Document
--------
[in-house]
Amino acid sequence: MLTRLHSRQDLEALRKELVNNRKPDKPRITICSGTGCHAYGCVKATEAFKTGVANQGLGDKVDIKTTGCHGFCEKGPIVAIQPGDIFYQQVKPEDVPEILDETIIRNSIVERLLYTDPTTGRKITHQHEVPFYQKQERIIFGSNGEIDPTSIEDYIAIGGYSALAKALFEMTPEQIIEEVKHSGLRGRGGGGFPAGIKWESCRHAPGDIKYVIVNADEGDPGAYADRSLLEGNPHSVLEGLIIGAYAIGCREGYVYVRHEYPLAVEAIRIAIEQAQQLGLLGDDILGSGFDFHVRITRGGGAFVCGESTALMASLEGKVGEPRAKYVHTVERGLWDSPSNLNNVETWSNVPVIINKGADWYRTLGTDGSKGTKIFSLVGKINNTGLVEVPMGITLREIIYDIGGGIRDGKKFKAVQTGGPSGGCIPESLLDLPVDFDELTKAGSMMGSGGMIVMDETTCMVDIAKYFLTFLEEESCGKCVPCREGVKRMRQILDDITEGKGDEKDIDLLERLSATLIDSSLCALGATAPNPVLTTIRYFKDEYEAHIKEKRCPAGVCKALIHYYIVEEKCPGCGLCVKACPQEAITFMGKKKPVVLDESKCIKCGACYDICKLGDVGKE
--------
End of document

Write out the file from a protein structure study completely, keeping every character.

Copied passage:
[in-house]
Amino acid sequence: MLTRLHSRQDLEALRKELVNNRKPDKPRITICSGTGCHAYGCVKATEAFKTGVANQGLGDKVDIKTTGCHGFCEKGPIVAIQPGDIFYQQVKPEDVPEILDETIIRNSIVERLLYTDPTTGRKITHQHEVPFYQKQERIIFGSNGEIDPTSIEDYIAIGGYSALAKALFEMTPEQIIEEVKHSGLRGRGGGGFPAGIKWESCRHAPGDIKYVIVNADEGDPGAYADRSLLEGNPHSVLEGLIIGAYAIGCREGYVYVRHEYPLAVEAIRIAIEQAQQLGLLGDDILGSGFDFHVRITRGGGAFVCGESTALMASLEGKVGEPRAKYVHTVERGLWDSPSNLNNVETWSNVPVIINKGADWYRTLGTDGSKGTKIFSLVGKINNTGLVEVPMGITLREIIYDIGGGIRDGKKFKAVQTGGPSGGCIPESLLDLPVDFDELTKAGSMMGSGGMIVMDETTCMVDIAKYFLTFLEEESCGKCVPCREGVKRMRQILDDITEGKGDEKDIDLLERLSATLIDSSLCALGATAPNPVLTTIRYFKDEYEAHIKEKRCPAGVCKALIHYYIVEEKCPGCGLCVKACPQEAITFMGKKKPVVLDESKCIKCGACYDICKLGDVGKE